Openness in Negotiations Ordinances Holds Elected Officials Accountable

Openness in Negotiations Ordinances Holds Elected Officials Accountable
June 25, 2014

Eight years ago, then-Orange County Register reporter Norberto Santana opened his piece, “The Art of the O.C. Deal (Orange County Register, August 6, 2006),” with the following observation: “When people see the board of supervisors vote on a labor deal, what they don’t know is that most often, an agreement has already been reached in private. And it’s perfectly legal.”

The root cause of fiscal distress for many municipalities is the negotiated bargaining unit agreements. The promise of future benefits could not feasibly be paid. And most officials would have told you so if they were asked about the sustainability of the deal points. But when the public is not aware of the contract details until after they are agreed to, it is too late.

Shouldn’t the experience of this obvious flaw in the process give those who come after a strong reason to open the negotiation process? Yes, it should.

No Real Say

Can you imagine a private-sector business allowing a third party to negotiate contracts on its behalf with no say in the process? Of course not. Yet, when dealing with labor negotiations, the general public, whose tax money is being spent, allow their elected officials to negotiate without any real say in the process.

As a county supervisor, one of the most serious responsibilities that I have been entrusted with is negotiating with employee organizations representing more than 17,000 county employees. To put this in context, salary and employee benefits represent 35.2 percent of the county’s $5.4 billion budget.

These negotiations, which happen behind closed doors, are shrouded in secrecy, with the general public only being able to give input after a deal is already agreed upon. For this reason, I have introduced the Civic Openness in Negotiations (COIN) ordinance for consideration by the Orange County Board of Supervisors. The idea is not new. It was first adopted by the city of Costa Mesa.

Five Important Parts

The ordinance has five main components:

  1. Independent Negotiator – As is current policy, the county will hire an independent negotiator who is not impacted by any outcome in the negotiation process. Past practice had county staff, who were subject to the same provisions as the bargaining unit they were negotiating with, negotiate on behalf of the Board of Supervisors. Independent negotiators remove this conflict.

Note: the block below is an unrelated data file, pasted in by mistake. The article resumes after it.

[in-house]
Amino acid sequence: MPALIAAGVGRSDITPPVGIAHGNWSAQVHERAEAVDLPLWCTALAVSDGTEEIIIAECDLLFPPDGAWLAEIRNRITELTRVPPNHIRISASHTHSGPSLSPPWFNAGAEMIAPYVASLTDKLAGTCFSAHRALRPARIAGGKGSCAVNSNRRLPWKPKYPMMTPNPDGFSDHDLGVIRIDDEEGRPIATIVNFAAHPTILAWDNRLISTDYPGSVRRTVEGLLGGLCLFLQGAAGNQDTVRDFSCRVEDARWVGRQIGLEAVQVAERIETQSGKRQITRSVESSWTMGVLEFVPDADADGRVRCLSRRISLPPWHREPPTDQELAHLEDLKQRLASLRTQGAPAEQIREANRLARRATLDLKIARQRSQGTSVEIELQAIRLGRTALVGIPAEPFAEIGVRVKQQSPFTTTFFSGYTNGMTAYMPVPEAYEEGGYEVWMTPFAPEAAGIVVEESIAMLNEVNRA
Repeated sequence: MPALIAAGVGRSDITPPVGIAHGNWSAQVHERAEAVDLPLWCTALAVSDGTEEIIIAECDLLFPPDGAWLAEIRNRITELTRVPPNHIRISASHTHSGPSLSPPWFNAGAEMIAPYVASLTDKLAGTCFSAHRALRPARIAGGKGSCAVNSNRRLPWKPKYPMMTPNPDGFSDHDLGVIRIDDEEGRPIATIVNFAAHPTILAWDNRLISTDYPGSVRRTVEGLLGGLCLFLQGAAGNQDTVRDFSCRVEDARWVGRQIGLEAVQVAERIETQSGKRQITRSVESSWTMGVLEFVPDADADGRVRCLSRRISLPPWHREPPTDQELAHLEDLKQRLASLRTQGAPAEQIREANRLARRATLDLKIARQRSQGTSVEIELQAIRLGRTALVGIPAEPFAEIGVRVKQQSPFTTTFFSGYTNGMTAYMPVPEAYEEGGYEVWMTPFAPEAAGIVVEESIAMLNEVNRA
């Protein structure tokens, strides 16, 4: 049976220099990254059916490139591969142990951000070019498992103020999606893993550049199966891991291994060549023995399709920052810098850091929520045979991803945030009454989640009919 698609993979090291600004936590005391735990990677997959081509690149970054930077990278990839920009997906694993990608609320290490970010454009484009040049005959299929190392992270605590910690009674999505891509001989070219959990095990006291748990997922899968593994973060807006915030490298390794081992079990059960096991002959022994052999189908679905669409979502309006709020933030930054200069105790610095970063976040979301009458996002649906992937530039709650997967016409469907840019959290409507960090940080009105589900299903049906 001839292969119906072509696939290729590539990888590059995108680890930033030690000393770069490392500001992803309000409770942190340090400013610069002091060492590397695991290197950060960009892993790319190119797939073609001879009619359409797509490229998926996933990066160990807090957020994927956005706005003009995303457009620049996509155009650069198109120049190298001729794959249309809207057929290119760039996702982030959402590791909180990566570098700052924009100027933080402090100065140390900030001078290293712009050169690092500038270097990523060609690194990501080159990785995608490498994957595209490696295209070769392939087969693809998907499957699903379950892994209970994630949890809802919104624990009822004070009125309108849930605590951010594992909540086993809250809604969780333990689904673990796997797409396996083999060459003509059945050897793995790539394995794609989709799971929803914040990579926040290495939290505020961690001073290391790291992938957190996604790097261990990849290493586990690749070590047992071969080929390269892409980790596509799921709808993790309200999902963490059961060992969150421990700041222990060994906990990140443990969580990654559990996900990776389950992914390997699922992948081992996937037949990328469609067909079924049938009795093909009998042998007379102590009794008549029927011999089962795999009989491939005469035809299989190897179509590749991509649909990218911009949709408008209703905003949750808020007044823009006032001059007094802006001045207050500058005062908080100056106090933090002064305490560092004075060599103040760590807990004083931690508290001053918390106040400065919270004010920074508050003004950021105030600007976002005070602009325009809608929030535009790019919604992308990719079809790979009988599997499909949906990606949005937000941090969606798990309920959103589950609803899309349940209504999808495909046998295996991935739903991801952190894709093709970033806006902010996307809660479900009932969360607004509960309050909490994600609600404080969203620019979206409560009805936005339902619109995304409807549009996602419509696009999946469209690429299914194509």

2. Cost of Contracts – Current practice has the county budget office analyze the costs of any contract proposal. Under COIN, the independently elected Auditor-Controller will take on this responsibility. This ensures an equal playing ground for both labor organizations and the county, as both will be given the ability to comment about the analysis.
  3. Offers and Counteroffers – This ordinance would require that all offers and counteroffers be disclosed to the public within 24 hours.
  4. Board Disclosure – Each member of the Board of Supervisors will be required to disclose any and all verbal, written, or electronic communications they have had with an official representative of a recognized employee organization.
  5. Contract Approval – This ordinance will require that, before the final proposed contract is placed on the Board agenda, the Memorandum of Understanding will be posted to the County Web site.

This ordinance is intended to not only make the negotiation process more transparent, but to allow the public to hold elected officials accountable for the actions they take in regard to taxpayer funds.

We universally agree on transparency and scrutiny. By implementing COIN, the negotiation process will improve for all the impacted parties.

John M. W. Moorlach (district2@ocgov.com) is a Republican member of the Orange County, Calif., Board of Supervisors. Used with permission of UnionWatch.org, a project of the California Policy Center.